Both were struggling to find their way in a society that couldn't find a place for them. But through Operation Heroes, they have each other.
United States veterans suffering from brain injuries or post-traumatic stress disorder and dogs who were on "doggy death row" and considered unadoptable have found comfort in one another.
"The dogs are from the streets, just like the men and women we work with," said Rachel Feldstein of New Directions, a veteran advocate group that helps aid the project.
"He's a lover, he's just so great," said veteran Sonny Patrick of her dog, Sarge. Patrick struggled with alcohol and homelessness after serving in the Marines, and says veterans haven't always been taken care of after returning home.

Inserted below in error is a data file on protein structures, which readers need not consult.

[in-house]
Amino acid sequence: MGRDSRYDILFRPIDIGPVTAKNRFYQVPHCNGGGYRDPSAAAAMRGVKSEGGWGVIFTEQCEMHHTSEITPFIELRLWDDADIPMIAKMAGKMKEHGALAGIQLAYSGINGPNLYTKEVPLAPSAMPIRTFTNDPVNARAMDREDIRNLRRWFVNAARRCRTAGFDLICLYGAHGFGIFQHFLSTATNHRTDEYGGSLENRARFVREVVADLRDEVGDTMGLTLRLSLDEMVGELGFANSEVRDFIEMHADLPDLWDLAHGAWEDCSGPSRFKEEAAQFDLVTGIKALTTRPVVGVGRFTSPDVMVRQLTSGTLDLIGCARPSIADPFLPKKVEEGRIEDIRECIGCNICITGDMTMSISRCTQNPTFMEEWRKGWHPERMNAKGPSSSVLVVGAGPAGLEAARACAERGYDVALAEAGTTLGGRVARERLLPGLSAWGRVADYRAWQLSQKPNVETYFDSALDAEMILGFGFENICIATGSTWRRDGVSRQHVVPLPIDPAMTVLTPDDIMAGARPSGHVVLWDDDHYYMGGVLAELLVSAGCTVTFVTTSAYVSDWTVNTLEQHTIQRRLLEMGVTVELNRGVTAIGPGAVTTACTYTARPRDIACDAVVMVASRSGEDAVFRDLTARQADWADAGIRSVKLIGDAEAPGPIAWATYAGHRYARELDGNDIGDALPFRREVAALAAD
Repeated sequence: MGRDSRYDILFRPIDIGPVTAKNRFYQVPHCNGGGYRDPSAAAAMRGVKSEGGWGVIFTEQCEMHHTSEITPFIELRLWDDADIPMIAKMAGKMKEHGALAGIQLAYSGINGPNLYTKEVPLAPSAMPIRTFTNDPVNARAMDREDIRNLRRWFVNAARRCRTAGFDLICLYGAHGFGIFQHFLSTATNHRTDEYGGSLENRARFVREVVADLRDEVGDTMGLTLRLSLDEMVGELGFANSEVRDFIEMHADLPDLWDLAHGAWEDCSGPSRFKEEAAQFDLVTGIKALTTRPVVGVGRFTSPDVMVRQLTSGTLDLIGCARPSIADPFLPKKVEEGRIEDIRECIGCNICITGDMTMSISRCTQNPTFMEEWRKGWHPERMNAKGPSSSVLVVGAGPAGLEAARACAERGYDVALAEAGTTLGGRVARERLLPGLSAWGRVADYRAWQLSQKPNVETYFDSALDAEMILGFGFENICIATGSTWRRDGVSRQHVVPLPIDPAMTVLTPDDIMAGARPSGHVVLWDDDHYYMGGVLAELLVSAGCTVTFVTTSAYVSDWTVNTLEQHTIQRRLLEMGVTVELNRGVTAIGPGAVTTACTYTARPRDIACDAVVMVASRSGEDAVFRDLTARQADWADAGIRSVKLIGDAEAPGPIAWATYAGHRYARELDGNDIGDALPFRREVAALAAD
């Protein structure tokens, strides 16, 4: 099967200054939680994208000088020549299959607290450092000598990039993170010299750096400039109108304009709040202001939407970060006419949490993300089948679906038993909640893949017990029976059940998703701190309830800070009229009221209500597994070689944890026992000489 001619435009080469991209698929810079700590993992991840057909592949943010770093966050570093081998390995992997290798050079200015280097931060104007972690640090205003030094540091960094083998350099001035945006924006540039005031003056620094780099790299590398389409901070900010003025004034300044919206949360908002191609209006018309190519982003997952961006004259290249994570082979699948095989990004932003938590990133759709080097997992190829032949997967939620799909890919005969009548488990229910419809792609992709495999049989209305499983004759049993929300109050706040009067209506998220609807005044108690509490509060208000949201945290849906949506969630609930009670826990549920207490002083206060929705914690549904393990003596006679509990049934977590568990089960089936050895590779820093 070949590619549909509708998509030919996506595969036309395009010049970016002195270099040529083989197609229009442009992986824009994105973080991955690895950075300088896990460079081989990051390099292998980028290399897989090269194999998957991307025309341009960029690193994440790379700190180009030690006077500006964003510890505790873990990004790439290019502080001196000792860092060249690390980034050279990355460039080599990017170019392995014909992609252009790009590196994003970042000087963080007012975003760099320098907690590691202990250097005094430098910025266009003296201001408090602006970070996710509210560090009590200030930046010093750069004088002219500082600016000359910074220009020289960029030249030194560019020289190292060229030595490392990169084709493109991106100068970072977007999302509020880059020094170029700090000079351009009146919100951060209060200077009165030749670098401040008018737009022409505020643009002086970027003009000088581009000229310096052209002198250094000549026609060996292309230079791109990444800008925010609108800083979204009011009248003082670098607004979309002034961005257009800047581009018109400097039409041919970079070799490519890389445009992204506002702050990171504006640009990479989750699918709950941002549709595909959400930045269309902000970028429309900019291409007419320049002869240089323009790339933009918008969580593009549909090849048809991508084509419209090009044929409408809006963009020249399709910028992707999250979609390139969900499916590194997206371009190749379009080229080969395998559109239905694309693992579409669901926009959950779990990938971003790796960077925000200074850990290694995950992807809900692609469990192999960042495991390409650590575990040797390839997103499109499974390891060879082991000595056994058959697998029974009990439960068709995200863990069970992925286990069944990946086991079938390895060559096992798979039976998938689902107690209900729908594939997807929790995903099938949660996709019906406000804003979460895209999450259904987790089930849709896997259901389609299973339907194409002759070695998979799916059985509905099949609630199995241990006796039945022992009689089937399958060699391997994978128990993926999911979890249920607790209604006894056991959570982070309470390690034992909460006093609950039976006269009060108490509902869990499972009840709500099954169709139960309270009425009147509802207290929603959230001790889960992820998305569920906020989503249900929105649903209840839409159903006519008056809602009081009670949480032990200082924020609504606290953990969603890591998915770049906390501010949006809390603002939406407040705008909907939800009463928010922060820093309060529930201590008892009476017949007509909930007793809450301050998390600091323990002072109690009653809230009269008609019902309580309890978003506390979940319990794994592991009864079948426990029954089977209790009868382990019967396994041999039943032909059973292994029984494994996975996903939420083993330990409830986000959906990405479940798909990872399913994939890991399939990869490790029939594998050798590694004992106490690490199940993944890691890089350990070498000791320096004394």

Feldstein says veterans participating in Operation Heroes report a 35 percent increase in life satisfaction. Meanwhile, the dogs are saved from being euthanized.
"It's remarkable to see these guys helping the dogs so much, and in return, the dogs just love them to pieces," said Tamara Geller of Operation Hero.